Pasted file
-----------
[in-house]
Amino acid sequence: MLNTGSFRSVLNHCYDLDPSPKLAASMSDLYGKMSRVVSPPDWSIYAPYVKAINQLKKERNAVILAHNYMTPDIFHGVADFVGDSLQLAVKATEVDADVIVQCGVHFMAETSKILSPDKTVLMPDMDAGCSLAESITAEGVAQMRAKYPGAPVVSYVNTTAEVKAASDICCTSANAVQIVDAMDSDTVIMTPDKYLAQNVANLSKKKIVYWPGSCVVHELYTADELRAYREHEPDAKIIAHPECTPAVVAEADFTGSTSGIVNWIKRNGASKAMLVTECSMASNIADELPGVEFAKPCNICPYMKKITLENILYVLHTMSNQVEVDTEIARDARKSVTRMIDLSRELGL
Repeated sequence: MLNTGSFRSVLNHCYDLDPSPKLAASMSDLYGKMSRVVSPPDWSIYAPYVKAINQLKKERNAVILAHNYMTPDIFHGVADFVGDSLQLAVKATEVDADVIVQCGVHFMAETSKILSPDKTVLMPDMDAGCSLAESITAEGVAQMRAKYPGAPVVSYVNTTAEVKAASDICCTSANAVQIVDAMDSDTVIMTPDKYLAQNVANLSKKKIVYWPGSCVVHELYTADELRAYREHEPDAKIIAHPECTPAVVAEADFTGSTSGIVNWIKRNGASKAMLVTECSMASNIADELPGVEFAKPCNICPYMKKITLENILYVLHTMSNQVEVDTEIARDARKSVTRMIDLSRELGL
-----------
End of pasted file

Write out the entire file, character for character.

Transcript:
[in-house]
Amino acid sequence: MLNTGSFRSVLNHCYDLDPSPKLAASMSDLYGKMSRVVSPPDWSIYAPYVKAINQLKKERNAVILAHNYMTPDIFHGVADFVGDSLQLAVKATEVDADVIVQCGVHFMAETSKILSPDKTVLMPDMDAGCSLAESITAEGVAQMRAKYPGAPVVSYVNTTAEVKAASDICCTSANAVQIVDAMDSDTVIMTPDKYLAQNVANLSKKKIVYWPGSCVVHELYTADELRAYREHEPDAKIIAHPECTPAVVAEADFTGSTSGIVNWIKRNGASKAMLVTECSMASNIADELPGVEFAKPCNICPYMKKITLENILYVLHTMSNQVEVDTEIARDARKSVTRMIDLSRELGL
Repeated sequence: MLNTGSFRSVLNHCYDLDPSPKLAASMSDLYGKMSRVVSPPDWSIYAPYVKAINQLKKERNAVILAHNYMTPDIFHGVADFVGDSLQLAVKATEVDADVIVQCGVHFMAETSKILSPDKTVLMPDMDAGCSLAESITAEGVAQMRAKYPGAPVVSYVNTTAEVKAASDICCTSANAVQIVDAMDSDTVIMTPDKYLAQNVANLSKKKIVYWPGSCVVHELYTADELRAYREHEPDAKIIAHPECTPAVVAEADFTGSTSGIVNWIKRNGASKAMLVTECSMASNIADELPGVEFAKPCNICPYMKKITLENILYVLHTMSNQVEVDTEIARDARKSVTRMIDLSRELGL